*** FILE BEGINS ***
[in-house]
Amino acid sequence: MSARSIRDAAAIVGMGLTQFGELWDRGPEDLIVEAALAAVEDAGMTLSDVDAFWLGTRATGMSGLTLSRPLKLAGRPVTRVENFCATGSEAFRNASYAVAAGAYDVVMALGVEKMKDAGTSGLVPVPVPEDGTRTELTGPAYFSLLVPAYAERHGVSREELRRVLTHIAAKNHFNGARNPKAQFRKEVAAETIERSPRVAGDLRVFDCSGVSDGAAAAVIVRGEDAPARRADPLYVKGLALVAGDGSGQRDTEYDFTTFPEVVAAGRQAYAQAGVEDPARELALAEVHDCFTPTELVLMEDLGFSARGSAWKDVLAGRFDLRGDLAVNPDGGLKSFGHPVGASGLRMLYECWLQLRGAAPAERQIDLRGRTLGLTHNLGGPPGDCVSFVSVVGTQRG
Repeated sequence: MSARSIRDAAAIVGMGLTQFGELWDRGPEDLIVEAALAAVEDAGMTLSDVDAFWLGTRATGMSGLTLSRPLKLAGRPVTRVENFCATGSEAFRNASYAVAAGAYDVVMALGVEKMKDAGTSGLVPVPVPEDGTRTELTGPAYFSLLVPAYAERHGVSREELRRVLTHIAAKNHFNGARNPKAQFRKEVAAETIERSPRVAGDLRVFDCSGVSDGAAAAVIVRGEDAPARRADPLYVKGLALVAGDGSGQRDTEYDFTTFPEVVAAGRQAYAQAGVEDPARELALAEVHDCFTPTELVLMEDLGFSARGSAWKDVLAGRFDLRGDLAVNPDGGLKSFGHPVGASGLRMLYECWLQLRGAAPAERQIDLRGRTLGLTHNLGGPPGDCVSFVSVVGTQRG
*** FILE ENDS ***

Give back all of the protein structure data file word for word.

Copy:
[in-house]
Amino acid sequence: MSARSIRDAAAIVGMGLTQFGELWDRGPEDLIVEAALAAVEDAGMTLSDVDAFWLGTRATGMSGLTLSRPLKLAGRPVTRVENFCATGSEAFRNASYAVAAGAYDVVMALGVEKMKDAGTSGLVPVPVPEDGTRTELTGPAYFSLLVPAYAERHGVSREELRRVLTHIAAKNHFNGARNPKAQFRKEVAAETIERSPRVAGDLRVFDCSGVSDGAAAAVIVRGEDAPARRADPLYVKGLALVAGDGSGQRDTEYDFTTFPEVVAAGRQAYAQAGVEDPARELALAEVHDCFTPTELVLMEDLGFSARGSAWKDVLAGRFDLRGDLAVNPDGGLKSFGHPVGASGLRMLYECWLQLRGAAPAERQIDLRGRTLGLTHNLGGPPGDCVSFVSVVGTQRG
Repeated sequence: MSARSIRDAAAIVGMGLTQFGELWDRGPEDLIVEAALAAVEDAGMTLSDVDAFWLGTRATGMSGLTLSRPLKLAGRPVTRVENFCATGSEAFRNASYAVAAGAYDVVMALGVEKMKDAGTSGLVPVPVPEDGTRTELTGPAYFSLLVPAYAERHGVSREELRRVLTHIAAKNHFNGARNPKAQFRKEVAAETIERSPRVAGDLRVFDCSGVSDGAAAAVIVRGEDAPARRADPLYVKGLALVAGDGSGQRDTEYDFTTFPEVVAAGRQAYAQAGVEDPARELALAEVHDCFTPTELVLMEDLGFSARGSAWKDVLAGRFDLRGDLAVNPDGGLKSFGHPVGASGLRMLYECWLQLRGAAPAERQIDLRGRTLGLTHNLGGPPGDCVSFVSVVGTQRG